Editorial & Opinion | Musings

05/14/2014 | | Special To The Jewish Week | Musings

For the first time on this year’s Israel Independence Day, there were over six million Jews living in the land of Israel. More Jews live in Israel than were murdered in the Shoah.

05/07/2014 | | Special To The Jewish Week | Musings

Famously, we are told to “love your neighbor as yourself.” But in the preceding verse we are advised, “Do not hate your brother in your heart” (Lev. 19:17-18). Why are we commanded to love our neighbor and only commanded not to hate our brother?

04/30/2014 | | Special To The Jewish Week | Musings

Once, right before Yom Kippur, Rabbi Yisroel Salanter was seen scurrying about, trying to get a cat to enter his home. His students were puzzled — why was their famous teacher bothering with a cat, and why on the eve of the holiest day of the year?

04/24/2014 | | Special To The Jewish Week | Musings

The Book of Exodus, in Hebrew, is called “Sh’mot,” or names. Yet the first extended story, about the slavery from Egypt, records none of the names of the Egyptians save for the midwives, Shifra and Puah. (Although some commentators claim them as Jews, it seems clear the Torah intends them to be taken for Egyptians). Even Pharaoh is a title, not a name — one of the reasons it is so difficult to determine which Pharaoh should be associated with the time period.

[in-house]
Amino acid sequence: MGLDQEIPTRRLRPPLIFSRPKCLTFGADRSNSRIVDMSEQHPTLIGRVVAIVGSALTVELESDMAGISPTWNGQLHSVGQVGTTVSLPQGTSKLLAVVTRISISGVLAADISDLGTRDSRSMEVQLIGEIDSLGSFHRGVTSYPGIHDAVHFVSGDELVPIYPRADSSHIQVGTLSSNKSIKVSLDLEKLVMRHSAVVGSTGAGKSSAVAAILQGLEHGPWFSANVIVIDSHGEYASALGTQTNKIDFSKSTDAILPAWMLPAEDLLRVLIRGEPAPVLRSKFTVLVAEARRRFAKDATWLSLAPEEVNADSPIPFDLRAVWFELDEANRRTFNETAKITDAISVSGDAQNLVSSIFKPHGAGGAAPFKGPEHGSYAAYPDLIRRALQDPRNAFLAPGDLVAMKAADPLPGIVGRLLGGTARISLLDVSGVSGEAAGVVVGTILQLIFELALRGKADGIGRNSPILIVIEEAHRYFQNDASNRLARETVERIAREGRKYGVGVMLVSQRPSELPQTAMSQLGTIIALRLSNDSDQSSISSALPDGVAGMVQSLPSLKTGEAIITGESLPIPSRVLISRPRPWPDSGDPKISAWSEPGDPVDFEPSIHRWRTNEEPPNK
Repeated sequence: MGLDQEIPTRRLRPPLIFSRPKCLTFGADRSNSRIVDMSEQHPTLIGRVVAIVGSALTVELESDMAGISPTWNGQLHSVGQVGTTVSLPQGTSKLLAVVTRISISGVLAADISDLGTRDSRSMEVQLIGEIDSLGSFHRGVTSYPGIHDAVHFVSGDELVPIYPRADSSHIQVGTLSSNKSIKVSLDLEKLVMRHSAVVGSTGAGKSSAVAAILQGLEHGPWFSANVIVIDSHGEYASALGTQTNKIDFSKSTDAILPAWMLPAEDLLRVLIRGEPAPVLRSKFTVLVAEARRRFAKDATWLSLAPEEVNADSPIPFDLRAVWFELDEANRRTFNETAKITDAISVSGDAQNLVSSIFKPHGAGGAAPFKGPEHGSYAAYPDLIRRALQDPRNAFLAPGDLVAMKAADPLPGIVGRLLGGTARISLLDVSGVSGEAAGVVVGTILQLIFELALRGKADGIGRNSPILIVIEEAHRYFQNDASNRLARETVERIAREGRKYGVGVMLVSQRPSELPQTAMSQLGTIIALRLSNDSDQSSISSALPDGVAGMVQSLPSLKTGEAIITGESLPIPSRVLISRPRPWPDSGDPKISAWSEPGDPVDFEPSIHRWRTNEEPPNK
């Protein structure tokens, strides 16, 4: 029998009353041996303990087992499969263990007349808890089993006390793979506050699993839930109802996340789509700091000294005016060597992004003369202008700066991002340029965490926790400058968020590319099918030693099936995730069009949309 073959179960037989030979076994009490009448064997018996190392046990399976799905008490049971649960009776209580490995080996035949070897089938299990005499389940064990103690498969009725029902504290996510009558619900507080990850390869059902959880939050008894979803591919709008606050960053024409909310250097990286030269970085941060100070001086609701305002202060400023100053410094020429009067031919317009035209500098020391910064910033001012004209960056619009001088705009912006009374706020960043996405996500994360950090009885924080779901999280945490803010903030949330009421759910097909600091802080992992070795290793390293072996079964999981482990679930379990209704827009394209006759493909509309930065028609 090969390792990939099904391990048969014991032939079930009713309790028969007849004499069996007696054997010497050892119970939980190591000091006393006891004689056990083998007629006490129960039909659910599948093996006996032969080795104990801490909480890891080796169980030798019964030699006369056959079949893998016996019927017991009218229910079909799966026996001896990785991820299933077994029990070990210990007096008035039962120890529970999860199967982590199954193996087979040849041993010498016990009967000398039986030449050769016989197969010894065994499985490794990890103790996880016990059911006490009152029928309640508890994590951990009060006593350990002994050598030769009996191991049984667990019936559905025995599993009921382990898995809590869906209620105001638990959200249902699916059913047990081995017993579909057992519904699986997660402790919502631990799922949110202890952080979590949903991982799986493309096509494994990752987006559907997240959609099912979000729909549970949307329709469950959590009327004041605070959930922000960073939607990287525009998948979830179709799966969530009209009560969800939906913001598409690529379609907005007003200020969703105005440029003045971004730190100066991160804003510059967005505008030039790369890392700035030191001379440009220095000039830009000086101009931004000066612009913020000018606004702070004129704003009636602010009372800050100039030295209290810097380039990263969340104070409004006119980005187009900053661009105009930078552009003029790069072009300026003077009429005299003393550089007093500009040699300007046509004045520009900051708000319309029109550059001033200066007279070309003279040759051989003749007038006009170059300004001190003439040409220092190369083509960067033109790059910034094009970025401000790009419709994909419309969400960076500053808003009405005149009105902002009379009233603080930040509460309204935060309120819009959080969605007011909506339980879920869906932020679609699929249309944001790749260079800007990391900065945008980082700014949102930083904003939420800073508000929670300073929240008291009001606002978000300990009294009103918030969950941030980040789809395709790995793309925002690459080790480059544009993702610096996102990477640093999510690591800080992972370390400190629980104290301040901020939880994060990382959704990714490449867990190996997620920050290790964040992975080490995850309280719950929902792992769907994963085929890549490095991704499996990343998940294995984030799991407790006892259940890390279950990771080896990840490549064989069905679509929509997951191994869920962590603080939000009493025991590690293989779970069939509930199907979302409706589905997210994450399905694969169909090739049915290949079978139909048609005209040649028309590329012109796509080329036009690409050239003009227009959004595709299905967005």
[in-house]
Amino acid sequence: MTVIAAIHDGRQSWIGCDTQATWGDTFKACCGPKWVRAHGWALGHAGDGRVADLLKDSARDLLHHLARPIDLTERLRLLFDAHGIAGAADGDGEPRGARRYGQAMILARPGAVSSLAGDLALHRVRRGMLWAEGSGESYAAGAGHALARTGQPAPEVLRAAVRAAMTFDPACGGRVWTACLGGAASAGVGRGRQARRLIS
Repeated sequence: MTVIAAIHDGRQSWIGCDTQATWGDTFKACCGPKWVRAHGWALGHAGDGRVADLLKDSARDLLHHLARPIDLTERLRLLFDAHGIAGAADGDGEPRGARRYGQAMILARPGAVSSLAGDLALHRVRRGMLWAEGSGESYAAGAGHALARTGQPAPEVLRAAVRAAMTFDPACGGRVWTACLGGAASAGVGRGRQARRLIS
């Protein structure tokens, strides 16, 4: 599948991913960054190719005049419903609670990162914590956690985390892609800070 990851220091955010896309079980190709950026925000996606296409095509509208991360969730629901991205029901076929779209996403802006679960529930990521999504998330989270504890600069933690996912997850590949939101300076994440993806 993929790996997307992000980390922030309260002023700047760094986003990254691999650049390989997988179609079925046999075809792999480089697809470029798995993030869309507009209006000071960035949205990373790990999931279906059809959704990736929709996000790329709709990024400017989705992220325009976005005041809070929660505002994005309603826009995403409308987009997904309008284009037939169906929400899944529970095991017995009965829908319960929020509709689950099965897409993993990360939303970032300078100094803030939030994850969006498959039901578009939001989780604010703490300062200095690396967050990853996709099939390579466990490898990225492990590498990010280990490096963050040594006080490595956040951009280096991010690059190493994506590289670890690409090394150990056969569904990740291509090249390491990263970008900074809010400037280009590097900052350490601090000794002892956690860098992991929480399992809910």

04/17/2014 | | Special To The Jewish Week | Musings

Pharaoh proclaims the Israelites a threat, and yet fears their leaving: “Come let us deal cleverly with them, lest they increase, and when war strikes they will join with our enemies, and leave [Exodus 1:10].” This paradox is familiar from Jewish history.  Jews were expelled throughout history, but equally often, tyrants who felt threatened by Jews nonetheless refused to let them immigrate to more benign lands.

04/09/2014 | | Special To The Jewish Week | Musings

The first morning blessing thanks God for the ability to distinguish between day and night. The most immediate reference is to the dawn; the worshiper wakes and is grateful for the rising sun. But as Passover reminds us, there is a deeper meaning.